Pax Christi International continues to seek effective ways of promoting active non-violence as a means of conflict resolution. Peace education is essential at all levels if we are to halt the xenophobia and racism that plagues many parts of our world today. Children must be taught to live in a multi-cultural society that respects the rights of others to be different. Religious education must promote a true spirit of openness and tolerance.
Lent carries with it a sense of anticipation. We prepare ourselves in this season for the promise of Resurrection. It never makes sense to prepare for hopelessness. Our preparations are ultimately linked to hope. In all of our efforts, we can help nourish this hope. We can do this especially through a genuine solidarity with those whose hope is challenged on a daily basis by acts of violence and death, with those who find themselves in war zones and refugee camps around the world. Many of these people hold fast to the vision of a world that is transformed into something much more beautiful than it is today. If these people do not give up, then neither must we! We can find strength - and the courage to act – from the acts of solidarity we see in those who refuse to be contained by walls and barriers, those in Belfast and Bethlehem who cross barriers that are being erected to separate Catholics and Protestants, Jews, Christians and Muslims. These are those who refuse to let fear and suspicion diminish their witness to God’s love and their work for justice. They are the ones who sustain our hope. The yearning for peace is always present. John XXIII knew this when he called world peace ‘humankind’s perpetual dream.’ He also recognised that this vision would only be achieved when ordinary people like you and me work together to become bearers of God’s peace to a broken world.
During this Lenten period, we pray that a peaceful solution will be found for the crisis with Iraq, one that secures peace with justice and one that will spare us the nightmare of countless deaths and unimaginable suffering. We also hope the world will not forget that the road to peace for the entire region passes through the Israeli-Palestinian conflict. Perhaps during this Lenten season we would do well to commit to a thoroughgoing examination of our own integrity to the same degree that we are doing our ‘neighbour.’ The evil of our times is terrorism, and indeed terrorism must be condemned and fought. However, at all our efforts in this struggle will not end terrorism if we do not address its root causes, including our own weaknesses in permitting injustice and the oppression of the poor.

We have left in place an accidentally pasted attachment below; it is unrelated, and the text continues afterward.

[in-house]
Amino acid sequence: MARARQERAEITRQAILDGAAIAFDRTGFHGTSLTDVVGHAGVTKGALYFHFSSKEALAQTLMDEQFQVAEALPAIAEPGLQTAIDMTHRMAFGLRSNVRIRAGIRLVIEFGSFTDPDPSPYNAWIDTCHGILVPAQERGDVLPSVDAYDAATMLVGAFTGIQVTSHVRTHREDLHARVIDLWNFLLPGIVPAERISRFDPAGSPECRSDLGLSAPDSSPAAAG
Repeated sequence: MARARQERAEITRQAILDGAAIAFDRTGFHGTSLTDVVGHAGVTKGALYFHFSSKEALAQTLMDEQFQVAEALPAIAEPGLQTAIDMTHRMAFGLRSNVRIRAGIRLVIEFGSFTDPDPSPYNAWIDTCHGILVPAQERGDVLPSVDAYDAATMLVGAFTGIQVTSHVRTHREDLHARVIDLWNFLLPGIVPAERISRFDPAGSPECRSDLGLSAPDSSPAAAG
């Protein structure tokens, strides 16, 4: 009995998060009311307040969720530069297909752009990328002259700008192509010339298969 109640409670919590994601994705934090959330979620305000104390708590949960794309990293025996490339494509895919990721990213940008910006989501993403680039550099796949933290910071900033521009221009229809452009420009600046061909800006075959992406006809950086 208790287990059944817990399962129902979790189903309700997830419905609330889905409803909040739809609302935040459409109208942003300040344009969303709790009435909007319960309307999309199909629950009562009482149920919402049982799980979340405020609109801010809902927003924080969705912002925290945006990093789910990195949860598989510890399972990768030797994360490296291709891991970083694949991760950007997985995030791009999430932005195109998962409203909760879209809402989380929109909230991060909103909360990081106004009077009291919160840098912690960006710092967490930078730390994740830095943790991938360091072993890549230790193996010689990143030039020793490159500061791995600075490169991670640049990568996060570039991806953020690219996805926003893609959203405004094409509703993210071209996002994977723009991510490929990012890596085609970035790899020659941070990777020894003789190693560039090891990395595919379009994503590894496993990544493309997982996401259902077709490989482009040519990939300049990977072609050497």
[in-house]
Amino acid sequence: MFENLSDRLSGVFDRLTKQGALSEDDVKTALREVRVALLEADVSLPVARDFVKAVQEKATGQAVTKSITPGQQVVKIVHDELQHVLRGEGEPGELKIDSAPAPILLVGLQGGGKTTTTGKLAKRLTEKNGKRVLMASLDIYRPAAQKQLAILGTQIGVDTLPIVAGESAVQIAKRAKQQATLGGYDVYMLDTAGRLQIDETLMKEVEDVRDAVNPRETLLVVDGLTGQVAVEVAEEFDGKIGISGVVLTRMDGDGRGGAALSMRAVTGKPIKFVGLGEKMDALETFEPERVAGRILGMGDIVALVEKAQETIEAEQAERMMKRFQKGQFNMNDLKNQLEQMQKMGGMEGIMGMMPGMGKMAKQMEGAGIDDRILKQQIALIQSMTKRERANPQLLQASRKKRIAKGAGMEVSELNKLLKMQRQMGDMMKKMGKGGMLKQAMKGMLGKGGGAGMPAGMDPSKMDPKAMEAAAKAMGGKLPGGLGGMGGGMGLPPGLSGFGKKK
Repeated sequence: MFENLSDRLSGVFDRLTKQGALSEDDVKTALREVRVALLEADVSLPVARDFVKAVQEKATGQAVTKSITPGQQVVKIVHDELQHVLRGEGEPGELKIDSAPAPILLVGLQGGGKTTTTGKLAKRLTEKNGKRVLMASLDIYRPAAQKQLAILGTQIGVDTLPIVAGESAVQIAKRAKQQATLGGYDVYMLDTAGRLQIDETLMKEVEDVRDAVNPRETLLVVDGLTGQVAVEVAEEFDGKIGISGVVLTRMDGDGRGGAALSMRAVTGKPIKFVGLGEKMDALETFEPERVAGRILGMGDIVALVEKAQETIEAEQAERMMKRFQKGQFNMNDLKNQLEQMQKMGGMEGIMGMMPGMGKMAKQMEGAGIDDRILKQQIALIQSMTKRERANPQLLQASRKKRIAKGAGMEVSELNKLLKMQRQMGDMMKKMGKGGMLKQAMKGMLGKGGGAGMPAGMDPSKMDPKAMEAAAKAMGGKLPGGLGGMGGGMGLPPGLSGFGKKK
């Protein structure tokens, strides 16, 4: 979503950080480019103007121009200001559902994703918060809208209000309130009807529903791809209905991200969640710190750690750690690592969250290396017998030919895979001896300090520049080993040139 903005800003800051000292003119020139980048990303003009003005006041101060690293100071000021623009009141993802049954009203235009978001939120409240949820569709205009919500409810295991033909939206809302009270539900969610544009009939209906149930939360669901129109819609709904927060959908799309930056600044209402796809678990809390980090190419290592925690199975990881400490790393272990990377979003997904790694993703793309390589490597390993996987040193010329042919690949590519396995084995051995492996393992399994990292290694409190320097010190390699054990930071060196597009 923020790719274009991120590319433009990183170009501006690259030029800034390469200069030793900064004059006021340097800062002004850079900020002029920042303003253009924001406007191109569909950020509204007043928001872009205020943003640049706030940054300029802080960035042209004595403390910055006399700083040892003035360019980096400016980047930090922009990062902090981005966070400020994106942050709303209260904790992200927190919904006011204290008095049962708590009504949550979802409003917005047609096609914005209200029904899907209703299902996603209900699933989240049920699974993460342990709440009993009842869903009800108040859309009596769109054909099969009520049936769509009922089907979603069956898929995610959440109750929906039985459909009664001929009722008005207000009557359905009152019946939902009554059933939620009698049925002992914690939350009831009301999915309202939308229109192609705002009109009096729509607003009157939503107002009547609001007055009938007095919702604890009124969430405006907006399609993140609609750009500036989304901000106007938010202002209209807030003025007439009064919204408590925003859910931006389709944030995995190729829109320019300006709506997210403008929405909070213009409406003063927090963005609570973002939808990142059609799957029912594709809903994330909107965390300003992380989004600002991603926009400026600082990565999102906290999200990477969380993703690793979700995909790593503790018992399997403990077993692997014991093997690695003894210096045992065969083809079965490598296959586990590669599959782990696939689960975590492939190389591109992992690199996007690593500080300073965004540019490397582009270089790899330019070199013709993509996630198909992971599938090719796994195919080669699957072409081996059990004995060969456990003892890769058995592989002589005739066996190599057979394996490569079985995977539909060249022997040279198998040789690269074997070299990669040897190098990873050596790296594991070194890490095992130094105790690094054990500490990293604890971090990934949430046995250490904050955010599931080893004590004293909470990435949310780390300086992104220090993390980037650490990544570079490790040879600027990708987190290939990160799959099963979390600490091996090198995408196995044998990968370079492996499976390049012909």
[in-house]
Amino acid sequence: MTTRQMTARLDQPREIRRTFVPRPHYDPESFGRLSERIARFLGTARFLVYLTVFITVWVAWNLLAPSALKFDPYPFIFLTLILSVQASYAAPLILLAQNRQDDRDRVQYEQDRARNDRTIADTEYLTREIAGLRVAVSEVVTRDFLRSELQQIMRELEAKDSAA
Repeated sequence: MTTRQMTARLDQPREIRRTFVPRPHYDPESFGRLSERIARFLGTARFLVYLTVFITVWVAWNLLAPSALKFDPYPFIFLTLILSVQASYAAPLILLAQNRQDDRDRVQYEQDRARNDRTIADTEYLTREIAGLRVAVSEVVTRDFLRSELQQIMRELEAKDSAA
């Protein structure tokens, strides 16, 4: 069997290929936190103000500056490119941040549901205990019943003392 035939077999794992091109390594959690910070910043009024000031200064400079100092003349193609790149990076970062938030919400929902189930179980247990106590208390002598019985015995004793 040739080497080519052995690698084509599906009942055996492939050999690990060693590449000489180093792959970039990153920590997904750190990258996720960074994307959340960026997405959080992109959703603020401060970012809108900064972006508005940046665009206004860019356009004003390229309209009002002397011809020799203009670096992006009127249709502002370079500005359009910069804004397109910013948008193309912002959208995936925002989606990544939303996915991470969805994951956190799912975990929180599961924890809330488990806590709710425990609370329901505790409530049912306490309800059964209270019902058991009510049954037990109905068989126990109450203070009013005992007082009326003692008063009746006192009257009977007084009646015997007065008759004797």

The fortieth anniversary of Pacem in Terris is an appropriate
occasion to return to Pope John XXIII's prophetic teaching. This year Pax
Christi sections will mark the occasion with initiatives of a mostly ecumenical
and interreligious character. They will welcome anyone who brings a heartfelt
desire for justice and peace.
I join this hope with a prayer to Merciful God, the source of all our good. May he who calls us from oppression and violence to freedom and the good of all creation help people everywhere in their efforts to build a world of peace. And may that world find a solid foundation on the four pillars of Blessed Pope John XXIII’s historic Encyclical: truth, justice, love and freedom.
National Congress Pax Christi France
Paris, 29 March 2003